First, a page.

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UseAbstract::UseAbstract(const UseAbstract &other) :
    b(other.b),
    abstract_(other.abstract)
{
}


And assignment is:
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UseAbstract& UseAbstract::operator=(const UseAbstract &other)
{
    if (this != &other) {
        b = other.b;
        abstract_ = other.abstract_;
    }

    return *this;
}
Last edited on
The management of the memory is done by the client code, in this case 'main'.

What are your thoughts about this code?


Thoughts; manual memory management is a bad thing. I think it should be heavily, heavily avoided. Create objects on the stack where you can, manage them with smart pointers where you must, and use raw memory management carefully wrapped in thin manager classes where you have to work with legacy (i.e. manual memory management relying on meatspace enforcement). Writing brand new legacy code, such as this, is bad.
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    void copy(const MyAbstract & other)
    {
        const Implement *aux = (const Implement *) & other;
        a_ = aux->a_;
    }

This will result in undefined behaviour if the dynamic type of the object referenced by other
is not Implement or a class derived from Implement

The code is also brittle; it would break if the base class is modified some time later to have a non-trivial copy.

It is usually quite messy to implement full value semantics on object oriented types;
but if we must, something along these lines would be required:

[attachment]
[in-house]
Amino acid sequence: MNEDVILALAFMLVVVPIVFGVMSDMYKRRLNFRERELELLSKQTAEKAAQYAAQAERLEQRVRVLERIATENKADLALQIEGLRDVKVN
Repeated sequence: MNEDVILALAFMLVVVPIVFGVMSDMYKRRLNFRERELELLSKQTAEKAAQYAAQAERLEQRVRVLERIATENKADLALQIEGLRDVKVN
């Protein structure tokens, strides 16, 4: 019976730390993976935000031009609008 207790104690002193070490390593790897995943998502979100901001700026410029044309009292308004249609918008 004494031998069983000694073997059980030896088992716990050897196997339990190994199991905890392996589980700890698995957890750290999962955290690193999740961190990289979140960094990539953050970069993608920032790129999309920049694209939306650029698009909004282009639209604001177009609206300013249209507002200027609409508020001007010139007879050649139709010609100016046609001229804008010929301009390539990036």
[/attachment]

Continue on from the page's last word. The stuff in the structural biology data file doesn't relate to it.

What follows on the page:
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#include <iostream>
#include <string>

struct abstract
{
    abstract() = default ;
    abstract( const abstract& ) = default ;
    abstract( abstract&& ) = default ;
    virtual ~abstract() = default ;

    abstract& operator= ( const abstract& that ) { return copy(that) ; }
    abstract& operator= ( abstract&& that ) noexcept { return move( std::move(that) ) ; }

    virtual std::string to_string() const = 0 ;

    protected:
        virtual abstract& copy( const abstract& ) { return *this ; } // nothing to be copied
        virtual abstract& move( abstract&& ) noexcept { return *this ; } // nothing to be moved
};

struct impl : abstract
{
    explicit impl( int a = 0, std::string b = {} ) : a(a), b( std::move(b) ) {}

    virtual std::string to_string() const override
    { return "impl{" + std::to_string(a) + ',' + b + '}' ; }

    private:
        int a ;
        std::string b ;

    protected:
        virtual impl& copy( const abstract& that ) override
        {
            std::cout << "impl::copy\n" ;

            abstract::copy(that) ; // copy the base class part (if any)

            // if the dynamic type of that is impl or impl-derived, copy the derived class part
            auto p = dynamic_cast<const impl*>( std::addressof(that) ) ;
            if(p) { a = p->a ; b = p->b ; }
            else { std::cout << "\tincompatible type: ignored\n" ; }

            return *this ;
        }

        virtual impl& move( abstract&& that ) noexcept override
        {
            std::cout << "impl::move\n" ;

            // if the dynamic type of that is impl or impl-derived, move the derived class part
            auto p = dynamic_cast<const impl*>( std::addressof(that) ) ;
            if(p) { a = p->a ; b = std::move(p->b) ; }
            else { std::cout << "\tincompatible type: ignored\n" ; }

            abstract::move( std::move(that) ) ; // move the base class part (if any)

            return *this ;
        }
};

http://coliru.stacked-crooked.com/a/355b7a5a52ff0dff